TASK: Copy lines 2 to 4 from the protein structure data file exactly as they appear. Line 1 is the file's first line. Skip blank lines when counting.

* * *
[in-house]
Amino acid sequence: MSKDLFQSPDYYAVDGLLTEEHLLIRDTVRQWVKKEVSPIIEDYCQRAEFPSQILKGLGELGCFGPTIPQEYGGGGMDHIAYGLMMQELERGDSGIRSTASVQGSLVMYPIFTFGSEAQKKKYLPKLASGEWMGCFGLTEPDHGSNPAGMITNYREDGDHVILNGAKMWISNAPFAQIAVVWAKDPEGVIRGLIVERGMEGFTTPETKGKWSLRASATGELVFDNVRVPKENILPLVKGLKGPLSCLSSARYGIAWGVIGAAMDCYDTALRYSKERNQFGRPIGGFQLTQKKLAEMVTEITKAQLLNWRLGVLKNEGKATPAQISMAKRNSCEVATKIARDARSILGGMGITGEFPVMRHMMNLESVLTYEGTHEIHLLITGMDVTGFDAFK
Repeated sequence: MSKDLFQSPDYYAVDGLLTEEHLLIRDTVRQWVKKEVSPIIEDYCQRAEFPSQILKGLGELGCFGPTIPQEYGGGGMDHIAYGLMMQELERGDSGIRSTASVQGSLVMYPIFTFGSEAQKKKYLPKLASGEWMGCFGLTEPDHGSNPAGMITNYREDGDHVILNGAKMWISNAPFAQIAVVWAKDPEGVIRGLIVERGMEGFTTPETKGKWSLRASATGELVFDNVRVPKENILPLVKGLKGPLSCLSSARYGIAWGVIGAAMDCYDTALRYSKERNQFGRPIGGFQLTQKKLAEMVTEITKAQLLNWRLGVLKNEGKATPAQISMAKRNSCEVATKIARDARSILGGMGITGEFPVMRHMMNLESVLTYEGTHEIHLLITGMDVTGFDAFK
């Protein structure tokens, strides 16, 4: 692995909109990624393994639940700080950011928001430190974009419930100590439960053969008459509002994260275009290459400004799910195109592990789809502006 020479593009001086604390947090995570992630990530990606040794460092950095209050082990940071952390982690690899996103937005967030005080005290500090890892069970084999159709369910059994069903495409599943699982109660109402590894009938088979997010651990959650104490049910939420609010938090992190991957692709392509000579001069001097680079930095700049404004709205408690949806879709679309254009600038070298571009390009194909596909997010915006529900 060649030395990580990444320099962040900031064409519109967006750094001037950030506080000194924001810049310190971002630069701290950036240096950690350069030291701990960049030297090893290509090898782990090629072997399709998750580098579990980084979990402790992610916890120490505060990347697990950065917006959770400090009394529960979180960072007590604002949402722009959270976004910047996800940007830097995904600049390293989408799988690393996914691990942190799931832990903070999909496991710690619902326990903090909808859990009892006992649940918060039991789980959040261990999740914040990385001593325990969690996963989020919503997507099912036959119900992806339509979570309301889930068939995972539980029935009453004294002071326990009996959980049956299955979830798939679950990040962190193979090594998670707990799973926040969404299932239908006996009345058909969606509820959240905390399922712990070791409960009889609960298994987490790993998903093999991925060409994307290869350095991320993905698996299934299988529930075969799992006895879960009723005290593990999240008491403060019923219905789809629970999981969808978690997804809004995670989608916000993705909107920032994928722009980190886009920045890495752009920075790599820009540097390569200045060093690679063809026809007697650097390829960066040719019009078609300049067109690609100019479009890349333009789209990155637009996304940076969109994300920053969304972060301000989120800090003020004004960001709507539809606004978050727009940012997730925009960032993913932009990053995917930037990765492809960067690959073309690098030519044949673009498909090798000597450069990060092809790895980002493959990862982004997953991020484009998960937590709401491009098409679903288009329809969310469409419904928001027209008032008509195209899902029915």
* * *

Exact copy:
Amino acid sequence: MSKDLFQSPDYYAVDGLLTEEHLLIRDTVRQWVKKEVSPIIEDYCQRAEFPSQILKGLGELGCFGPTIPQEYGGGGMDHIAYGLMMQELERGDSGIRSTASVQGSLVMYPIFTFGSEAQKKKYLPKLASGEWMGCFGLTEPDHGSNPAGMITNYREDGDHVILNGAKMWISNAPFAQIAVVWAKDPEGVIRGLIVERGMEGFTTPETKGKWSLRASATGELVFDNVRVPKENILPLVKGLKGPLSCLSSARYGIAWGVIGAAMDCYDTALRYSKERNQFGRPIGGFQLTQKKLAEMVTEITKAQLLNWRLGVLKNEGKATPAQISMAKRNSCEVATKIARDARSILGGMGITGEFPVMRHMMNLESVLTYEGTHEIHLLITGMDVTGFDAFK
Repeated sequence: MSKDLFQSPDYYAVDGLLTEEHLLIRDTVRQWVKKEVSPIIEDYCQRAEFPSQILKGLGELGCFGPTIPQEYGGGGMDHIAYGLMMQELERGDSGIRSTASVQGSLVMYPIFTFGSEAQKKKYLPKLASGEWMGCFGLTEPDHGSNPAGMITNYREDGDHVILNGAKMWISNAPFAQIAVVWAKDPEGVIRGLIVERGMEGFTTPETKGKWSLRASATGELVFDNVRVPKENILPLVKGLKGPLSCLSSARYGIAWGVIGAAMDCYDTALRYSKERNQFGRPIGGFQLTQKKLAEMVTEITKAQLLNWRLGVLKNEGKATPAQISMAKRNSCEVATKIARDARSILGGMGITGEFPVMRHMMNLESVLTYEGTHEIHLLITGMDVTGFDAFK
């Protein structure tokens, strides 16, 4: 692995909109990624393994639940700080950011928001430190974009419930100590439960053969008459509002994260275009290459400004799910195109592990789809502006 020479593009001086604390947090995570992630990530990606040794460092950095209050082990940071952390982690690899996103937005967030005080005290500090890892069970084999159709369910059994069903495409599943699982109660109402590894009938088979997010651990959650104490049910939420609010938090992190991957692709392509000579001069001097680079930095700049404004709205408690949806879709679309254009600038070298571009390009194909596909997010915006529900 060649030395990580990444320099962040900031064409519109967006750094001037950030506080000194924001810049310190971002630069701290950036240096950690350069030291701990960049030297090893290509090898782990090629072997399709998750580098579990980084979990402790992610916890120490505060990347697990950065917006959770400090009394529960979180960072007590604002949402722009959270976004910047996800940007830097995904600049390293989408799988690393996914691990942190799931832990903070999909496991710690619902326990903090909808859990009892006992649940918060039991789980959040261990999740914040990385001593325990969690996963989020919503997507099912036959119900992806339509979570309301889930068939995972539980029935009453004294002071326990009996959980049956299955979830798939679950990040962190193979090594998670707990799973926040969404299932239908006996009345058909969606509820959240905390399922712990070791409960009889609960298994987490790993998903093999991925060409994307290869350095991320993905698996299934299988529930075969799992006895879960009723005290593990999240008491403060019923219905789809629970999981969808978690997804809004995670989608916000993705909107920032994928722009980190886009920045890495752009920075790599820009540097390569200045060093690679063809026809007697650097390829960066040719019009078609300049067109690609100019479009890349333009789209990155637009996304940076969109994300920053969304972060301000989120800090003020004004960001709507539809606004978050727009940012997730925009960032993913932009990053995917930037990765492809960067690959073309690098030519044949673009498909090798000597450069990060092809790895980002493959990862982004997953991020484009998960937590709401491009098409679903288009329809969310469409419904928001027209008032008509195209899902029915």